I found these issues of "Popular Science" at a sale yesterday. There was a complete run from the late 40's to the mid 50's. I thought about buying them all, but that way lay madness. Instead, I picked up those that had interesting covers (yes, I am one to judge a book by it). I'll eventually post each issue and provide some of the content and ads (always the best part) later, but for now, the covers deserve their own post. I never read "Popular Science" because it intimidated me a little; I thought it was for "smart" people.
"Inside the New Midget Moon". Sputnik would be launched almost 2 years later in October 1957.
Oops. Looks like I let a "Popular Mechanics" issue slip in. They were pretty interchangeable with "Popular Science", right? The cover artist is Roswell Brown, but I couldn't find much information on him.
The artist on this cover is Reynold Brown (brother to Roswell???) You might remember Reynold Brown from such B-movie posters as "Attack of the 50-Foot Woman", "Creature from the Black Lagoon" and "Teenage Caveman"! Okay, maybe not that last one.
The car on the cover is by Midget Motors who are still in business despite having a website that screams 1995.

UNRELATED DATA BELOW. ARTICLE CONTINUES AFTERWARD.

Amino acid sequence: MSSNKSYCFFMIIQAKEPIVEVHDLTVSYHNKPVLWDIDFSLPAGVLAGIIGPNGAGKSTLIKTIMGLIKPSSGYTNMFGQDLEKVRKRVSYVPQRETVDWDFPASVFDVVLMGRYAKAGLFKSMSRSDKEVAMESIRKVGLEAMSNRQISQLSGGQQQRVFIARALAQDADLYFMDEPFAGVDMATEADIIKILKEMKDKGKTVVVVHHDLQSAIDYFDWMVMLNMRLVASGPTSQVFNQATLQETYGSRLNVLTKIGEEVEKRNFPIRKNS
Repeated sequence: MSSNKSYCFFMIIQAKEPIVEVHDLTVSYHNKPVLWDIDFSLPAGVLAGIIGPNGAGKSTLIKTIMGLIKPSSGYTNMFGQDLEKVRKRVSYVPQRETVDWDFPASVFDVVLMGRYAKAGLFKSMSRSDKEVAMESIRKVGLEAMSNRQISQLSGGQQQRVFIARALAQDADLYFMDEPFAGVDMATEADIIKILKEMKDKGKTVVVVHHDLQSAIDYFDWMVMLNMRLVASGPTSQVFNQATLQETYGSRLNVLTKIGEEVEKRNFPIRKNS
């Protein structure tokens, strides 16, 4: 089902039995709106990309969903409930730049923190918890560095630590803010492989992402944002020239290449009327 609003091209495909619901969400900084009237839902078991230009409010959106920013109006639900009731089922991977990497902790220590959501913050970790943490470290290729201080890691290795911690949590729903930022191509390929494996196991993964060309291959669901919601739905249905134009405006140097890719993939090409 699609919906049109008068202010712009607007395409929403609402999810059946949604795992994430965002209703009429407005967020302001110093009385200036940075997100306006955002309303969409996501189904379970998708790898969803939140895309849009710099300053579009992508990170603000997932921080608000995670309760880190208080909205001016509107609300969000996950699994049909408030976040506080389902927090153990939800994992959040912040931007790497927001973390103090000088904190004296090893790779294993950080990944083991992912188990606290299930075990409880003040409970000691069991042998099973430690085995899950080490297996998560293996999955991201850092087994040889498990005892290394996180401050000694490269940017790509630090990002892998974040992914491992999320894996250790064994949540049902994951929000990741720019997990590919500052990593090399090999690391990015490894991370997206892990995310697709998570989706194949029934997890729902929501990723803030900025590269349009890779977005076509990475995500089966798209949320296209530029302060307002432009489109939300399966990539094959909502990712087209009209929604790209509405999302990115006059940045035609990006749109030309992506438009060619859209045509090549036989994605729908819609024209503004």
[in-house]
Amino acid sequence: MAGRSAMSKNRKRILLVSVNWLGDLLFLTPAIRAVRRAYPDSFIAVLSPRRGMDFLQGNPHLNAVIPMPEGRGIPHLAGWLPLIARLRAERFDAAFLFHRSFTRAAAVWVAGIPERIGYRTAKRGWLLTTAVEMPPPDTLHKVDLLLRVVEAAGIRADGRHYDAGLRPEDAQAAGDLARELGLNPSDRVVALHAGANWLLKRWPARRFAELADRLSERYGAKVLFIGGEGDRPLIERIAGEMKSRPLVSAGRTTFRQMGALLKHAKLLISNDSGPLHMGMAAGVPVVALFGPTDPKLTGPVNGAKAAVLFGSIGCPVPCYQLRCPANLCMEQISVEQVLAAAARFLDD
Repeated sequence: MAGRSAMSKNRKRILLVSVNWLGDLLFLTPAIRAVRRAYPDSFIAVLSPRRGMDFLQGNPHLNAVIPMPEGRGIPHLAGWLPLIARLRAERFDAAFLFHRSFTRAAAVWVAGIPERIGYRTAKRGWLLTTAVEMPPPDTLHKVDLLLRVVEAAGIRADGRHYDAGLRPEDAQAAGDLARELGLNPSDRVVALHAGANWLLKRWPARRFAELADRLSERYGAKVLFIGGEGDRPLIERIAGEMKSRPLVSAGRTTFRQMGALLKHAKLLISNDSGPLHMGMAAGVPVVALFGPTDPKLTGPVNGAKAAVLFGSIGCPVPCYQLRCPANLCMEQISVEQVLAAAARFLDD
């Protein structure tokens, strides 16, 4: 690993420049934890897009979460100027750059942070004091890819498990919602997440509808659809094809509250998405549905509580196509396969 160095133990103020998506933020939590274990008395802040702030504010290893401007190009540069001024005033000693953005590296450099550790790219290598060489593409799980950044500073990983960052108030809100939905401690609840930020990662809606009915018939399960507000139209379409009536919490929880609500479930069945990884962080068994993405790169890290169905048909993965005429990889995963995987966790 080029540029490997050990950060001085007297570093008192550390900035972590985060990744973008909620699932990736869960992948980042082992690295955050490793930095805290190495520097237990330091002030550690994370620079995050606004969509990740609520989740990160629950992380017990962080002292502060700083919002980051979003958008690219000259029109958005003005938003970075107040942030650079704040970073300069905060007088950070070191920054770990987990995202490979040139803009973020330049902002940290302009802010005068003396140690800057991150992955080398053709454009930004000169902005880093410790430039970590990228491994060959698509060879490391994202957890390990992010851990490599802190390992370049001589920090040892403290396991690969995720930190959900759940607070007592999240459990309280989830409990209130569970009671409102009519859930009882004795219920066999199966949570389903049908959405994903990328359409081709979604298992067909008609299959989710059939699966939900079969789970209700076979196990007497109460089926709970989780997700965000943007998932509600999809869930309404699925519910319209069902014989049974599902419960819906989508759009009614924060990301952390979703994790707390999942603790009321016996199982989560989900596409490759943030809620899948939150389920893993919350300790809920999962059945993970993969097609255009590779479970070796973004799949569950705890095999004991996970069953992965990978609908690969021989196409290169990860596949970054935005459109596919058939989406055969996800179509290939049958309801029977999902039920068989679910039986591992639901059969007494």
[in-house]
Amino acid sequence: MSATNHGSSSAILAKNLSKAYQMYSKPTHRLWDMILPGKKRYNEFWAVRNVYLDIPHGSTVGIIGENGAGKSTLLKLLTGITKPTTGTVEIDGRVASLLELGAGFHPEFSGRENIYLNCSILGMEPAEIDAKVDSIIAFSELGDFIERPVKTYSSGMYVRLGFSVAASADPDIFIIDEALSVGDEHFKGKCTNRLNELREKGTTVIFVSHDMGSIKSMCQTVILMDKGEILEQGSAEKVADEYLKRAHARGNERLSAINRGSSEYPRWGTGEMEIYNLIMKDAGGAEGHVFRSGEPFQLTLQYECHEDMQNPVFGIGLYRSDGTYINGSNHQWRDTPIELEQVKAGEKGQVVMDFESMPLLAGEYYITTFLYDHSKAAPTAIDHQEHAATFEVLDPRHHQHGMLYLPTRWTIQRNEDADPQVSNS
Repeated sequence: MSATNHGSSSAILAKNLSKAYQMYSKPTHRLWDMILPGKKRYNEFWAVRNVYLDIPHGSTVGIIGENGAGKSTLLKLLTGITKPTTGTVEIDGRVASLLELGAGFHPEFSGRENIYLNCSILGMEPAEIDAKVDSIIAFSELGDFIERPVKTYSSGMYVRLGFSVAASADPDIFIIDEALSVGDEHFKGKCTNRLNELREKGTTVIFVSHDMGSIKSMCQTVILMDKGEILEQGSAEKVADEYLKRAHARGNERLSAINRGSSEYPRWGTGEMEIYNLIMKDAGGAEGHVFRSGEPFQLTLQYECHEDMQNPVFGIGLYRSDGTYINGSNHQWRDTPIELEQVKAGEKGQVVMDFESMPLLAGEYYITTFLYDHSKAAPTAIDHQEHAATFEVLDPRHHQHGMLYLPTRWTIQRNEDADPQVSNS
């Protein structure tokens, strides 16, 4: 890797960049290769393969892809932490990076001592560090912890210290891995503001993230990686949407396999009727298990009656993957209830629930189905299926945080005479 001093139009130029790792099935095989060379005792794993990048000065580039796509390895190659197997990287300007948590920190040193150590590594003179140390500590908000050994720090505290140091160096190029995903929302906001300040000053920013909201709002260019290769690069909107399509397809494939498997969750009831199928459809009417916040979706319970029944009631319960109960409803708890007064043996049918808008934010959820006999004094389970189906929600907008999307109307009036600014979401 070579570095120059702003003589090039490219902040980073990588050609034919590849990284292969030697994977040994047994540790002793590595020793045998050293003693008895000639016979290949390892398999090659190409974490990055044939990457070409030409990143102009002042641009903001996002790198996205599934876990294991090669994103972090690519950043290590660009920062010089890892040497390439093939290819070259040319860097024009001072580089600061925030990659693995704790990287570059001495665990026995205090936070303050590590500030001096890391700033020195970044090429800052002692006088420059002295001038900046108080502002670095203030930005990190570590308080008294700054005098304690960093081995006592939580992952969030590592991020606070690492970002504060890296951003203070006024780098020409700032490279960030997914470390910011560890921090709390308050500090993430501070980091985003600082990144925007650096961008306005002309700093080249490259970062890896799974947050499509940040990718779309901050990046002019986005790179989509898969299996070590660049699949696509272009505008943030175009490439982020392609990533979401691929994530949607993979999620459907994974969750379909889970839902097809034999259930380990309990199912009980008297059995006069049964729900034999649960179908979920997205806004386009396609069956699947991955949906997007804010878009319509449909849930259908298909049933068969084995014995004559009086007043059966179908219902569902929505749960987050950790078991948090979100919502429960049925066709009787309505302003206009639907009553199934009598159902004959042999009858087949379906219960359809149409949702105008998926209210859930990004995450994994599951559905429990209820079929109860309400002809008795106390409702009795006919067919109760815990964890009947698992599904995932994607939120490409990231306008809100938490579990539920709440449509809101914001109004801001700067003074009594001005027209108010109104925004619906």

I can't quite make the cover artist out on this one. Looks like "Runfor" or "Runtor". "Runtor" would be a good caveman name.
"Making the Most of Your Basement". Where it all began. The basement is always the first place I go at estate sales (it's where I found these issues!) I love all the custom work homeowners did on their basements back then, from the linoleum tile to the wood paneling to the homemade bars. Hey kids, there's an open window in the laundry room if you want to sneak in for a closer look.
The cars, the Christmas gifts, the giant Santa peering out the window. It's all almost too much for me.
October 1953Dad probably shouldn't have set up home right below the monorail. Awful for property value. Especially with no roof.
"He Rides a Kite!" So do a lot of tourists in Destin. Man, he thought much of himself, didn't he?
November 1954That jet is way cooler than the Concorde which made it's first passenger flight in 1976 and average 3.5 hours to cross the Atlantic. Not quite the 2 hours boasted by the article in this issue.
His and hers. And, um, hers?